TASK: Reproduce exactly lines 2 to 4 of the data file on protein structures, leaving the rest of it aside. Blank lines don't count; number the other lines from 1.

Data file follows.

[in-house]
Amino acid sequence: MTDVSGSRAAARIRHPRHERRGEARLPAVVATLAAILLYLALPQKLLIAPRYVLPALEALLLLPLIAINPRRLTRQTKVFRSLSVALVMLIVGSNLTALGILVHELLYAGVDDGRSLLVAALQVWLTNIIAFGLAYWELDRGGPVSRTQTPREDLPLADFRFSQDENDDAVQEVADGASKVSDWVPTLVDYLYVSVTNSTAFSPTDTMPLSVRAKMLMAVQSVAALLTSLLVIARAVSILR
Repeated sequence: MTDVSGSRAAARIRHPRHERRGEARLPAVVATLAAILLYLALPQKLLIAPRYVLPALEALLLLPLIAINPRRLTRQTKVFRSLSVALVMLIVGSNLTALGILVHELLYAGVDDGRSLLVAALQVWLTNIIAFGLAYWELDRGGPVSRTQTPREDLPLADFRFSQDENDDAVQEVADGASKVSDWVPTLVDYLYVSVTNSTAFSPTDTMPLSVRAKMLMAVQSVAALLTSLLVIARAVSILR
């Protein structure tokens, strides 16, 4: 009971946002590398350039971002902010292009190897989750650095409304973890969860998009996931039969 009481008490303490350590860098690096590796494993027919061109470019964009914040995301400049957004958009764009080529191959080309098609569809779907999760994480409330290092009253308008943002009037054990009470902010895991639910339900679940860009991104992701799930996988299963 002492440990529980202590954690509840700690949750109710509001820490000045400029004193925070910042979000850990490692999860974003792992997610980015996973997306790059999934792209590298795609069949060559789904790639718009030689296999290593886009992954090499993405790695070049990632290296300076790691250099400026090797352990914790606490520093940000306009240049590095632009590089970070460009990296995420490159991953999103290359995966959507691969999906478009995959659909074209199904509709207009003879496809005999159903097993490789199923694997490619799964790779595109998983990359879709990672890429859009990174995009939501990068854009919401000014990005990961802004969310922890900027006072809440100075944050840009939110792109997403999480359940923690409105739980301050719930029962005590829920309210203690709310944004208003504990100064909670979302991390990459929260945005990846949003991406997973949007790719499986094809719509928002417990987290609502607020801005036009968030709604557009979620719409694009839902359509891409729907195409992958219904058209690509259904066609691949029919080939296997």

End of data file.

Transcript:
Amino acid sequence: MTDVSGSRAAARIRHPRHERRGEARLPAVVATLAAILLYLALPQKLLIAPRYVLPALEALLLLPLIAINPRRLTRQTKVFRSLSVALVMLIVGSNLTALGILVHELLYAGVDDGRSLLVAALQVWLTNIIAFGLAYWELDRGGPVSRTQTPREDLPLADFRFSQDENDDAVQEVADGASKVSDWVPTLVDYLYVSVTNSTAFSPTDTMPLSVRAKMLMAVQSVAALLTSLLVIARAVSILR
Repeated sequence: MTDVSGSRAAARIRHPRHERRGEARLPAVVATLAAILLYLALPQKLLIAPRYVLPALEALLLLPLIAINPRRLTRQTKVFRSLSVALVMLIVGSNLTALGILVHELLYAGVDDGRSLLVAALQVWLTNIIAFGLAYWELDRGGPVSRTQTPREDLPLADFRFSQDENDDAVQEVADGASKVSDWVPTLVDYLYVSVTNSTAFSPTDTMPLSVRAKMLMAVQSVAALLTSLLVIARAVSILR
């Protein structure tokens, strides 16, 4: 009971946002590398350039971002902010292009190897989750650095409304973890969860998009996931039969 009481008490303490350590860098690096590796494993027919061109470019964009914040995301400049957004958009764009080529191959080309098609569809779907999760994480409330290092009253308008943002009037054990009470902010895991639910339900679940860009991104992701799930996988299963 002492440990529980202590954690509840700690949750109710509001820490000045400029004193925070910042979000850990490692999860974003792992997610980015996973997306790059999934792209590298795609069949060559789904790639718009030689296999290593886009992954090499993405790695070049990632290296300076790691250099400026090797352990914790606490520093940000306009240049590095632009590089970070460009990296995420490159991953999103290359995966959507691969999906478009995959659909074209199904509709207009003879496809005999159903097993490789199923694997490619799964790779595109998983990359879709990672890429859009990174995009939501990068854009919401000014990005990961802004969310922890900027006072809440100075944050840009939110792109997403999480359940923690409105739980301050719930029962005590829920309210203690709310944004208003504990100064909670979302991390990459929260945005990846949003991406997973949007790719499986094809719509928002417990987290609502607020801005036009968030709604557009979620719409694009839902359509891409729907195409992958219904058209690509259904066609691949029919080939296997």